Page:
6 terms that non-Indigenous people need to stop appropriating
October 12, 2020
Terms that have been appropriated from Native American cultures in North America are pervasive in our society today: Mugs and t-shirts are emblazoned with words like “tribe” and “spirit animal.” The most popular sports teams in the country have names like the Chiefs and the Braves. These terms can be microaggressions that are easily unlearned if non-Indigenous people take the time to understand their history and origins while others are outright demeaning and insulting, and should have been eradicated from our popular lexicon long ago.
As non-Indigenous writers ourselves, we have noticed that white people in particular have seamlessly integrated these words into daily conversations, sometimes without noticing, acknowledging, or perhaps even caring about the connotations of those words, or how triggering that might be for Native American people to hear this language thrown out without any regard to its context. We hope that our fellow non-Indigenous people will take the time to learn the meaning of these words and then make educated decisions about how to use them in daily life. But don’t take our word for it: Always seek out the words of Native American people when drawing conclusions about these terms, whether it’s in essays, books, documentaries, scholarly works, or even tweets (and we’ve done our best to include the voices of Native American folks here, too). The next step is to start conversation among your friends who appropriate Indigenous culture and use hurtful language — it shouldn’t always be on Indigenous people to educate ignorant people but on us to spread the word and help each other learn.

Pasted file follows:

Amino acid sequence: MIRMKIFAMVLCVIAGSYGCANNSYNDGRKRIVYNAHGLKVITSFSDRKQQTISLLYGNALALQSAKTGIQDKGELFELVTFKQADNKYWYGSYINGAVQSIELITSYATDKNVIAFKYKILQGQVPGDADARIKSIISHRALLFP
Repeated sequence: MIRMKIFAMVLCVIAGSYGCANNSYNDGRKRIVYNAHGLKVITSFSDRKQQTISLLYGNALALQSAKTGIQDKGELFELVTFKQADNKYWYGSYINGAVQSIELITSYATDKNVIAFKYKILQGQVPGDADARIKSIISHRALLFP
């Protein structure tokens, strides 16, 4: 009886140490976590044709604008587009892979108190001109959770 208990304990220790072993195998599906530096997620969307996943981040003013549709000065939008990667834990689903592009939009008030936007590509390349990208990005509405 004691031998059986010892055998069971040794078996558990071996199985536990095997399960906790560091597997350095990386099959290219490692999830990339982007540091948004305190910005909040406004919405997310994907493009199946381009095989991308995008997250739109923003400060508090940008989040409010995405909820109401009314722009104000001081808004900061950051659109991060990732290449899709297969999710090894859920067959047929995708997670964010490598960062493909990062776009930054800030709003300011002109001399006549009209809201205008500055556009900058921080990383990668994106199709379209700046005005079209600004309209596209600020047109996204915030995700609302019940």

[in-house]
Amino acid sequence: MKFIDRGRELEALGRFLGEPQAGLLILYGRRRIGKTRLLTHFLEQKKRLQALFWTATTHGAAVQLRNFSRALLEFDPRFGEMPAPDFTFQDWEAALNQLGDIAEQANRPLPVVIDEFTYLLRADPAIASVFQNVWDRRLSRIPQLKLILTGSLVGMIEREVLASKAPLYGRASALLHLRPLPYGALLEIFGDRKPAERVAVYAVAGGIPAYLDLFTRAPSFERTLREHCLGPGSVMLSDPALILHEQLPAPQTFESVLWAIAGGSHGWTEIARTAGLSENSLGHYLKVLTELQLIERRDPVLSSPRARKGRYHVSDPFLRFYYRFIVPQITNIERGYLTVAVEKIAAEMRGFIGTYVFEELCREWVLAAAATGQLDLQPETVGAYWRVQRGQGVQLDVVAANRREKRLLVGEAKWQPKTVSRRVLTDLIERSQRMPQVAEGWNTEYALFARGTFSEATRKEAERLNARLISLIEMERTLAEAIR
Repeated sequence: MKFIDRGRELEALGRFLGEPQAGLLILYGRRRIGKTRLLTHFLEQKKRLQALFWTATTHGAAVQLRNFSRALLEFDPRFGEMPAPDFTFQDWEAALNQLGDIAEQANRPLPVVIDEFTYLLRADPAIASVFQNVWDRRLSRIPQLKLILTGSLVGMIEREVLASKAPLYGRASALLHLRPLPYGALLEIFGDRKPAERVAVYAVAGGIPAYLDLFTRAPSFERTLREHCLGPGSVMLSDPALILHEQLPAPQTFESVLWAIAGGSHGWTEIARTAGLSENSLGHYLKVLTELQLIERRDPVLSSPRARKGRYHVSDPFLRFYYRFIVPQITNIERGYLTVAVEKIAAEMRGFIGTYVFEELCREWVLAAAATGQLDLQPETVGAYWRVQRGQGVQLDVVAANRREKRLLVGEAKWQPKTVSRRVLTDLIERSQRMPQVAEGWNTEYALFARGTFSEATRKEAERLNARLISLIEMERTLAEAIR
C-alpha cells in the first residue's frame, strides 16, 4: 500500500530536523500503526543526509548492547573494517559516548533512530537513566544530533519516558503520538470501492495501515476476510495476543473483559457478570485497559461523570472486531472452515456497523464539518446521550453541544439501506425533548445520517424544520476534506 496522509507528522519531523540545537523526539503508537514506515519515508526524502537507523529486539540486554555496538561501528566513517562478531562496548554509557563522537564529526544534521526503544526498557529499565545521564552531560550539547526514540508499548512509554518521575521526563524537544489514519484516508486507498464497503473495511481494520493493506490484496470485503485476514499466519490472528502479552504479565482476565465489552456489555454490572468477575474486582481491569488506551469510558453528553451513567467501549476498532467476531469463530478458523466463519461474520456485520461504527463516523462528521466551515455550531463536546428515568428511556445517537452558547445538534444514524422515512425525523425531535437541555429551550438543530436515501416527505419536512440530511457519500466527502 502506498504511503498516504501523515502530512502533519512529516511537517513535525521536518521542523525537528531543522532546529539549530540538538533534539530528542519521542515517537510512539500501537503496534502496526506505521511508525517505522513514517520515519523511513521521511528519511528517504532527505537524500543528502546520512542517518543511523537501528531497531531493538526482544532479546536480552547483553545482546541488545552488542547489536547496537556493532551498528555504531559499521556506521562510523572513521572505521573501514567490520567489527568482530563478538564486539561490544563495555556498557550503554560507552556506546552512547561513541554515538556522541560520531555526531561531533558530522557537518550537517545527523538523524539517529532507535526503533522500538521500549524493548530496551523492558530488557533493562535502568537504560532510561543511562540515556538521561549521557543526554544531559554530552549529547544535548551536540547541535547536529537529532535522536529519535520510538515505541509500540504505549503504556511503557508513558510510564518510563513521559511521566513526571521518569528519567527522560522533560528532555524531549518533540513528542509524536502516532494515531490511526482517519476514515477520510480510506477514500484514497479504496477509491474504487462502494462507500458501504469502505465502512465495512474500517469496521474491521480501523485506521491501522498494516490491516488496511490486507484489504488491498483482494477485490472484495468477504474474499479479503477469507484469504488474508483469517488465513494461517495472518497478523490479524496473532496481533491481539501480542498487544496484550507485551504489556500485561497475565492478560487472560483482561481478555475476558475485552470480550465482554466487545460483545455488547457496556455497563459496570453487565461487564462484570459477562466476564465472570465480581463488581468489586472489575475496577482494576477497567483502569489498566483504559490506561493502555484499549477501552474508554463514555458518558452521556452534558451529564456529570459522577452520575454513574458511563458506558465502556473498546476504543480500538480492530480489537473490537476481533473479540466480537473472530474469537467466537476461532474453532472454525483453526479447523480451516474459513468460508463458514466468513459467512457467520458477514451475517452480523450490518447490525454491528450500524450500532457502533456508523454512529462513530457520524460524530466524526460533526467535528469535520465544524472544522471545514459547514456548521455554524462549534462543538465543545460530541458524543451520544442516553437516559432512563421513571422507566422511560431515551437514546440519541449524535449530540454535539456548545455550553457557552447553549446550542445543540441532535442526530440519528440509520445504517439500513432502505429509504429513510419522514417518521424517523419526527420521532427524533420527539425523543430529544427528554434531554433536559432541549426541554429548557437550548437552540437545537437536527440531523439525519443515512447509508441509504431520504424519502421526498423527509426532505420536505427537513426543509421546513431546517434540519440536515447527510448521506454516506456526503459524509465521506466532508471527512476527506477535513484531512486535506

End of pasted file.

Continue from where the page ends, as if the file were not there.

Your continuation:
In effort to do that, here are six terms that non-Indigenous people need to stop appropriating.